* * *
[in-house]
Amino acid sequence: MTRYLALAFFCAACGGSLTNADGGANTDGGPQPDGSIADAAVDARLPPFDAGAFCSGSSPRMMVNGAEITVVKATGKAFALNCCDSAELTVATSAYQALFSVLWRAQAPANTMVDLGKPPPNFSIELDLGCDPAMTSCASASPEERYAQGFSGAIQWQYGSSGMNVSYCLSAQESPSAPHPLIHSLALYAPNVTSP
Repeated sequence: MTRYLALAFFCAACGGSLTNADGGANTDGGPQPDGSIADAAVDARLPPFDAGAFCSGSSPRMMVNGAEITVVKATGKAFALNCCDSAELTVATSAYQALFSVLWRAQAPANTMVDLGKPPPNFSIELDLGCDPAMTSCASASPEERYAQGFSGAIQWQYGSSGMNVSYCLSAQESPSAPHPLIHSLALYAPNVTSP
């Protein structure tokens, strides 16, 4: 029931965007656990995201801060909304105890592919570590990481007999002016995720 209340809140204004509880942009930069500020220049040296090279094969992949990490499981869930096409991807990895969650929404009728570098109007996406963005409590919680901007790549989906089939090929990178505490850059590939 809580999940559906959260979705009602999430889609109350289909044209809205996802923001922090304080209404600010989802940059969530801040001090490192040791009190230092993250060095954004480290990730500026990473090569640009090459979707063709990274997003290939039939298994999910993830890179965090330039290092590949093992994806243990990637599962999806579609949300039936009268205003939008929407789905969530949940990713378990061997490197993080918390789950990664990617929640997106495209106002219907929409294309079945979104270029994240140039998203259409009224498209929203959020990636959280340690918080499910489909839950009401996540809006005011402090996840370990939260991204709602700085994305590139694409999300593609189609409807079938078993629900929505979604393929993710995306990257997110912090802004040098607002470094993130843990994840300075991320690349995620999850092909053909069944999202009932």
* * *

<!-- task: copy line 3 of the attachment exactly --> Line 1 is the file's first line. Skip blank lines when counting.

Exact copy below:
Repeated sequence: MTRYLALAFFCAACGGSLTNADGGANTDGGPQPDGSIADAAVDARLPPFDAGAFCSGSSPRMMVNGAEITVVKATGKAFALNCCDSAELTVATSAYQALFSVLWRAQAPANTMVDLGKPPPNFSIELDLGCDPAMTSCASASPEERYAQGFSGAIQWQYGSSGMNVSYCLSAQESPSAPHPLIHSLALYAPNVTSP